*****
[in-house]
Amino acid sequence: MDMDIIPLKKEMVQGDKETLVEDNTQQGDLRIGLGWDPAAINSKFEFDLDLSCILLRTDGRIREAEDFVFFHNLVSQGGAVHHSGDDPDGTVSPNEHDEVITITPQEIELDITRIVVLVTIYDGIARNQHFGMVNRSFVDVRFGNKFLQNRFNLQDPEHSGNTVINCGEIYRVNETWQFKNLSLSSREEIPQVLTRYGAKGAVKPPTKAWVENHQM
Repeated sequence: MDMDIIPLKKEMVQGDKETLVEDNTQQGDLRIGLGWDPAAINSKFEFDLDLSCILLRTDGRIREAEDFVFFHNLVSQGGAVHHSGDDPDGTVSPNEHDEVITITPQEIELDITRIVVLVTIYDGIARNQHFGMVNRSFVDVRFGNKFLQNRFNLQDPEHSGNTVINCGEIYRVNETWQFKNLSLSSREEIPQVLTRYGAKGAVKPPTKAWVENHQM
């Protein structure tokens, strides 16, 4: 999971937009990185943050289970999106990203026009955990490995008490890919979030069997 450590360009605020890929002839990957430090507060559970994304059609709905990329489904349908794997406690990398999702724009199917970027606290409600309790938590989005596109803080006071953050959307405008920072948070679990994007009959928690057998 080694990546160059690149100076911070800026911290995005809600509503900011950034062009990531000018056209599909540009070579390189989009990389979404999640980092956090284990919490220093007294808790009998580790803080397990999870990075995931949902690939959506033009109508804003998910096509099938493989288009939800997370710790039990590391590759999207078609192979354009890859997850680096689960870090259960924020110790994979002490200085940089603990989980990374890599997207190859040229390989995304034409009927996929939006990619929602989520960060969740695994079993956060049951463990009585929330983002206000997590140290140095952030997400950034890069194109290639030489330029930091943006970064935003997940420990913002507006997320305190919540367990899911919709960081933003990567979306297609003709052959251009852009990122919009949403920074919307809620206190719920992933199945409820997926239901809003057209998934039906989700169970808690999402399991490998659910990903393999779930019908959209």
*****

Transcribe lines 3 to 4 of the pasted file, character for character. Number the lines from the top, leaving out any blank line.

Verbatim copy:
Repeated sequence: MDMDIIPLKKEMVQGDKETLVEDNTQQGDLRIGLGWDPAAINSKFEFDLDLSCILLRTDGRIREAEDFVFFHNLVSQGGAVHHSGDDPDGTVSPNEHDEVITITPQEIELDITRIVVLVTIYDGIARNQHFGMVNRSFVDVRFGNKFLQNRFNLQDPEHSGNTVINCGEIYRVNETWQFKNLSLSSREEIPQVLTRYGAKGAVKPPTKAWVENHQM
């Protein structure tokens, strides 16, 4: 999971937009990185943050289970999106990203026009955990490995008490890919979030069997 450590360009605020890929002839990957430090507060559970994304059609709905990329489904349908794997406690990398999702724009199917970027606290409600309790938590989005596109803080006071953050959307405008920072948070679990994007009959928690057998 080694990546160059690149100076911070800026911290995005809600509503900011950034062009990531000018056209599909540009070579390189989009990389979404999640980092956090284990919490220093007294808790009998580790803080397990999870990075995931949902690939959506033009109508804003998910096509099938493989288009939800997370710790039990590391590759999207078609192979354009890859997850680096689960870090259960924020110790994979002490200085940089603990989980990374890599997207190859040229390989995304034409009927996929939006990619929602989520960060969740695994079993956060049951463990009585929330983002206000997590140290140095952030997400950034890069194109290639030489330029930091943006970064935003997940420990913002507006997320305190919540367990899911919709960081933003990567979306297609003709052959251009852009990122919009949403920074919307809620206190719920992933199945409820997926239901809003057209998934039906989700169970808690999402399991490998659910990903393999779930019908959209």